Wicca & Witchcraft

Please Note: Our Wicca and Witchcraft section is deliberately streamlined as all things witchy are covered in depth at our sister web site Wiccan World.

The exact origin of Wicca is unclear. Wicca is a belief system as well as a way of life. Wicca requires a belief in the God and Goddess (unlike Witchcraft which requires no belief in God or Goddess but is simply a learned craft and is often referred to as "The Craft"). As practitioners of both Wicca and Witchcraft are called Witches there is understandably a lot of confusion to the uninitiated. Male Witches incidentally, are still Witches and are not referred to as Warlocks.

Wicca itself has its roots as a very simple "homegrown" religion the origins of which date back several thousand years long before the term Wicca came into being. It was a faith for those who not only lived close to the earth but knew it intimately. Practitioners were wholly in tune with its ebb and flow.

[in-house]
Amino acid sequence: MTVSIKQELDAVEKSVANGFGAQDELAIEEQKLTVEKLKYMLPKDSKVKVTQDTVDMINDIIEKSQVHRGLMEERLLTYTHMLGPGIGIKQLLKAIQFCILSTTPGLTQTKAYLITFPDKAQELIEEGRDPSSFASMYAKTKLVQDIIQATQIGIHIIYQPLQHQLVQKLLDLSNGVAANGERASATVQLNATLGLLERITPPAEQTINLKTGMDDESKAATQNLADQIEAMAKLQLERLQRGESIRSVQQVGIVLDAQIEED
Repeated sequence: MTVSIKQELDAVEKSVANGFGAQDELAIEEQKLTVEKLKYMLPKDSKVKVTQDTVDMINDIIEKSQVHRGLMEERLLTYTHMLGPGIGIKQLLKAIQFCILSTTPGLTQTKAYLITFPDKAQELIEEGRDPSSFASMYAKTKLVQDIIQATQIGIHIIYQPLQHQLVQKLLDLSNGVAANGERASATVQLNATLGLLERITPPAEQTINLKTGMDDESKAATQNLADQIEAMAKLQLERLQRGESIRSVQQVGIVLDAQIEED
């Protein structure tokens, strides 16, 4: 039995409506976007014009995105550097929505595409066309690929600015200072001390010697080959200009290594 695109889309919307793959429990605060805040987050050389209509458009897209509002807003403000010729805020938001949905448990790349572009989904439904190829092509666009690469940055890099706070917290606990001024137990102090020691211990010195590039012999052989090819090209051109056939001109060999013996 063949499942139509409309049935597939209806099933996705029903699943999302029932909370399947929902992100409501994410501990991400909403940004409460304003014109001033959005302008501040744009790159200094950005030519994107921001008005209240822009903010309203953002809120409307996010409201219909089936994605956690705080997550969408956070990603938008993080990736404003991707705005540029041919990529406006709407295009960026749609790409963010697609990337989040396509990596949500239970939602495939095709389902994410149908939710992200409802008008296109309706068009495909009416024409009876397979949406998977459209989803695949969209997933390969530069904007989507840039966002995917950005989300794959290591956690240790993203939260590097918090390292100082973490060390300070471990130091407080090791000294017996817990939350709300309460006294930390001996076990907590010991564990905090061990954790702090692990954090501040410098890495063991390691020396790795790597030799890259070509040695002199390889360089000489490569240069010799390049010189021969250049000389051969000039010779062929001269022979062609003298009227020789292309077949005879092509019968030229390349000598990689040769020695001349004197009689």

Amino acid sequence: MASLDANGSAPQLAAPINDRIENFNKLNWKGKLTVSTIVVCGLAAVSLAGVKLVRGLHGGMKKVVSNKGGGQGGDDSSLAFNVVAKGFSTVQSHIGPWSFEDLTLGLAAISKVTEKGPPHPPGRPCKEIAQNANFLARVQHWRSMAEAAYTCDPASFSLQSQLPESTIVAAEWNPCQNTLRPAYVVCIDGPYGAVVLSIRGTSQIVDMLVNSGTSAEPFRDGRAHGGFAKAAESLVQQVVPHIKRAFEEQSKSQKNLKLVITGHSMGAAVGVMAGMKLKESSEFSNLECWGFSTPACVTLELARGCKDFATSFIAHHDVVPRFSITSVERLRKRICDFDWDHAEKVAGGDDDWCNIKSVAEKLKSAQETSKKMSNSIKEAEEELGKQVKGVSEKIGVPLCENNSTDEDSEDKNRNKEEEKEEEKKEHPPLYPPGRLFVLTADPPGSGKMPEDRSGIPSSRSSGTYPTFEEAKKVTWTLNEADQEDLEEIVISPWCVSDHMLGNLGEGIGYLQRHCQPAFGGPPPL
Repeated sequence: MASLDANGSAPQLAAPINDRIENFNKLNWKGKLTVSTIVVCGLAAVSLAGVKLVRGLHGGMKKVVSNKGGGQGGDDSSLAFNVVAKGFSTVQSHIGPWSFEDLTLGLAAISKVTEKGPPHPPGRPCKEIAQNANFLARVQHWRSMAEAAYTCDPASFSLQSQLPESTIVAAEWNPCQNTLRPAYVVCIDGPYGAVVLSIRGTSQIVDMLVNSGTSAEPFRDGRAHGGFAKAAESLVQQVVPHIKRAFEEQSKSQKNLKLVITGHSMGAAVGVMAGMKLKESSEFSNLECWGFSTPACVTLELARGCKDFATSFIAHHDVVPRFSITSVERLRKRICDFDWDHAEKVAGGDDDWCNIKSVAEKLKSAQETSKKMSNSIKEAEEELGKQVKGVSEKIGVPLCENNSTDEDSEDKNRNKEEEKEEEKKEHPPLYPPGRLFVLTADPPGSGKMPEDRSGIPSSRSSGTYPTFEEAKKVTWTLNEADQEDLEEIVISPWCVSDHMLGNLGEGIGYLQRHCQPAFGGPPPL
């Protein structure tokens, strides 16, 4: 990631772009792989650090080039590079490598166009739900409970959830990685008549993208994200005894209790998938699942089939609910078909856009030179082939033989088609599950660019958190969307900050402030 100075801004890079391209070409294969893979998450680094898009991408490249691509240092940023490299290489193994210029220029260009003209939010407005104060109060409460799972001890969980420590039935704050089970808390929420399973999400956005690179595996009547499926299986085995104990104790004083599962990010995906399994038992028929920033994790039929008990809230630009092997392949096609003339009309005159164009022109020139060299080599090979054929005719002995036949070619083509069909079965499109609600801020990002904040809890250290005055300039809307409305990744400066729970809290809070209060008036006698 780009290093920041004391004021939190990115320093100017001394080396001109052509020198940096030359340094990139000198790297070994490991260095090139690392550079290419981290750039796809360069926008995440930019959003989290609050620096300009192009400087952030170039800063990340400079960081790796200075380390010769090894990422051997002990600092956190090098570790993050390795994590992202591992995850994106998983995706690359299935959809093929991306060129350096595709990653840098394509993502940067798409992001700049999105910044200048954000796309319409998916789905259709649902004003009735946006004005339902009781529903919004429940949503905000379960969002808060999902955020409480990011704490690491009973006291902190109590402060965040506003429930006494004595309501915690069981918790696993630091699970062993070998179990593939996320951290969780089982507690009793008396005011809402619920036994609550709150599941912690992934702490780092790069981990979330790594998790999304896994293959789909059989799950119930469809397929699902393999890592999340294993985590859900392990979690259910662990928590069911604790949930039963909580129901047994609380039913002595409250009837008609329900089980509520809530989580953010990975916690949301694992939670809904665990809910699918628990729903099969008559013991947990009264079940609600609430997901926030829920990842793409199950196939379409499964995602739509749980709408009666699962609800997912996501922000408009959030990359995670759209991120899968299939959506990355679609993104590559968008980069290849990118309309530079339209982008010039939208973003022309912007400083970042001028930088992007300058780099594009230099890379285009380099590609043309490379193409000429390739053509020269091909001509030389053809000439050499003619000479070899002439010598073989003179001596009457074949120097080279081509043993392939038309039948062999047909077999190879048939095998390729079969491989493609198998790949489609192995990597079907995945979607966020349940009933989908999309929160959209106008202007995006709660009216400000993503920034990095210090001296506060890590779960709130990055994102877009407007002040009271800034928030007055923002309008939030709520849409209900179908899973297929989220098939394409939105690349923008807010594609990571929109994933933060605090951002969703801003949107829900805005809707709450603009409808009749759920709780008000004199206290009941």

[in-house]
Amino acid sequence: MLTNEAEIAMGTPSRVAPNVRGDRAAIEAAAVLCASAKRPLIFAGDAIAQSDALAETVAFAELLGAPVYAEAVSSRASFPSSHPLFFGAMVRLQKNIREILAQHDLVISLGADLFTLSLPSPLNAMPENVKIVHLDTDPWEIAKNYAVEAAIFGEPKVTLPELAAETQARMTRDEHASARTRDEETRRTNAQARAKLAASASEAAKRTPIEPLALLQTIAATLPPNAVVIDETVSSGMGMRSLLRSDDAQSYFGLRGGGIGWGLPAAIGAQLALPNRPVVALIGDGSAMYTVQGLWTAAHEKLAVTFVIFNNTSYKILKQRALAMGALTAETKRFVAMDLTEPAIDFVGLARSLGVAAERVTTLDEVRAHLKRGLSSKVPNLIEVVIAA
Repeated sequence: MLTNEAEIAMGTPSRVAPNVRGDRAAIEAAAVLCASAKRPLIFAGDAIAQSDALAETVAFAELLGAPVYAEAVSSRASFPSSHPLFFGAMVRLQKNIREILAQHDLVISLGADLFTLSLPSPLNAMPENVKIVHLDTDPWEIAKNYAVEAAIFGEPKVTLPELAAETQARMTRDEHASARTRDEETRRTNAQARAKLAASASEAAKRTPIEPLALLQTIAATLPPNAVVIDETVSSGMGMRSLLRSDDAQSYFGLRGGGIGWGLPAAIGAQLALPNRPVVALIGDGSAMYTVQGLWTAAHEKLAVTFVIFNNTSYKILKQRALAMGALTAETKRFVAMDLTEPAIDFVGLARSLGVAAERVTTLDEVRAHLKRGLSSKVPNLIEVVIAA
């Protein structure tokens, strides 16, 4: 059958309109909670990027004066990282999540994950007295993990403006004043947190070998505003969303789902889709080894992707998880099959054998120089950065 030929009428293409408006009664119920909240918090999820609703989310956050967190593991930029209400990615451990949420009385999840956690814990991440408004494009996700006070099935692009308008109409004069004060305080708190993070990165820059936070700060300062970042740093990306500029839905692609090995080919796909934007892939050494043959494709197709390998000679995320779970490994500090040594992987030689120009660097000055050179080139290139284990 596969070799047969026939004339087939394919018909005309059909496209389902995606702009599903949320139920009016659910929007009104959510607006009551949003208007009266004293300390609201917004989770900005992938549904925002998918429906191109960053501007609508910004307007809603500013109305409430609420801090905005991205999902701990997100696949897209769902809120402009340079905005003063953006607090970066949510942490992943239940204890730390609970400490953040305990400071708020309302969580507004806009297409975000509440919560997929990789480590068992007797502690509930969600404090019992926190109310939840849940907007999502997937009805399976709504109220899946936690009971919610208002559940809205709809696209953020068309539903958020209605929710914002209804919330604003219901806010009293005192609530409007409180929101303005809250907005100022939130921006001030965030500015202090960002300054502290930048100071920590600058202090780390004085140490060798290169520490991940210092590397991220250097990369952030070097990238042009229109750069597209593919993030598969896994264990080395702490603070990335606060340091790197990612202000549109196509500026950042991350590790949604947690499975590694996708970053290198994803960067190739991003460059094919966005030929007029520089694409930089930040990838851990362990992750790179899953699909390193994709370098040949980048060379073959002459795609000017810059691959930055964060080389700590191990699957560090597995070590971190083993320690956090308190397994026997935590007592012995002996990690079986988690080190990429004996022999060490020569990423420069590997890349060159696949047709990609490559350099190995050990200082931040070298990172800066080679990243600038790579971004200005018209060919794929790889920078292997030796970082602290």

Most practitioners of that time were solitary Witches, who from choice, chose to do their worship and spell work on their own. Others worked within their close-knit family groups. Magick was usually performed with simple items that were readily available. The approach back then was far more simplistic than it is nowadays. Gathering many herbs and using elaborate or complex tools to perform a particular spell was just not practicable.

Modern Wicca (possibly started in the 1930's by Gerald Gardner) has become far more involved and complex. Nowadays many modern Witches choose spells and rituals which are extraordinarily elaborate and complex. Not all, however, some still choose to use the more simple and basic spells and rituals and find them to be just as effective.

It is entirely your choice whether to simplify (as in times gone by) your magical spells and rituals, or to use a more elaborate approach. There is no right way and wrong way.

The information contained within our Wiccan pages has been gathered from a variety of sources. Some of it was provided by our Wiccan visitors, some gathered from the Internet and/or various books and texts.